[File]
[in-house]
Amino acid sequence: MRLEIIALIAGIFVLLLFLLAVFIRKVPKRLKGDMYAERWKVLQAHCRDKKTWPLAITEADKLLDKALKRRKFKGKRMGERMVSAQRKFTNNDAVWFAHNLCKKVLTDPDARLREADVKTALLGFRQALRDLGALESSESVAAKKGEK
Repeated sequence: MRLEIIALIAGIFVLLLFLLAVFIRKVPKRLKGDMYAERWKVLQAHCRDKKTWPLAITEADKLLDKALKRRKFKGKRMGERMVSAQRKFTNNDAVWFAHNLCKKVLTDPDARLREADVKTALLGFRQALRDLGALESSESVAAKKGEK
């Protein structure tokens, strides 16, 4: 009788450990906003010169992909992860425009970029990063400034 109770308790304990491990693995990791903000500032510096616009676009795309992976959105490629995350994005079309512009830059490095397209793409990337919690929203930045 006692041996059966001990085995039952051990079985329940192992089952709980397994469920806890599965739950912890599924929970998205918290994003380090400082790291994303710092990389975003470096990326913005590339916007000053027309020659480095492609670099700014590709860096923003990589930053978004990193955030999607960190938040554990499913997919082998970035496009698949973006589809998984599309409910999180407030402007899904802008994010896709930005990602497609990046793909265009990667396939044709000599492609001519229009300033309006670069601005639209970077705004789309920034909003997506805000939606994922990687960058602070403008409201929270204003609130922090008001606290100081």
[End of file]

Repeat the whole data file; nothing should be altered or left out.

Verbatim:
[in-house]
Amino acid sequence: MRLEIIALIAGIFVLLLFLLAVFIRKVPKRLKGDMYAERWKVLQAHCRDKKTWPLAITEADKLLDKALKRRKFKGKRMGERMVSAQRKFTNNDAVWFAHNLCKKVLTDPDARLREADVKTALLGFRQALRDLGALESSESVAAKKGEK
Repeated sequence: MRLEIIALIAGIFVLLLFLLAVFIRKVPKRLKGDMYAERWKVLQAHCRDKKTWPLAITEADKLLDKALKRRKFKGKRMGERMVSAQRKFTNNDAVWFAHNLCKKVLTDPDARLREADVKTALLGFRQALRDLGALESSESVAAKKGEK
């Protein structure tokens, strides 16, 4: 009788450990906003010169992909992860425009970029990063400034 109770308790304990491990693995990791903000500032510096616009676009795309992976959105490629995350994005079309512009830059490095397209793409990337919690929203930045 006692041996059966001990085995039952051990079985329940192992089952709980397994469920806890599965739950912890599924929970998205918290994003380090400082790291994303710092990389975003470096990326913005590339916007000053027309020659480095492609670099700014590709860096923003990589930053978004990193955030999607960190938040554990499913997919082998970035496009698949973006589809998984599309409910999180407030402007899904802008994010896709930005990602497609990046793909265009990667396939044709000599492609001519229009300033309006670069601005639209970077705004789309920034909003997506805000939606994922990687960058602070403008409201929270204003609130922090008001606290100081």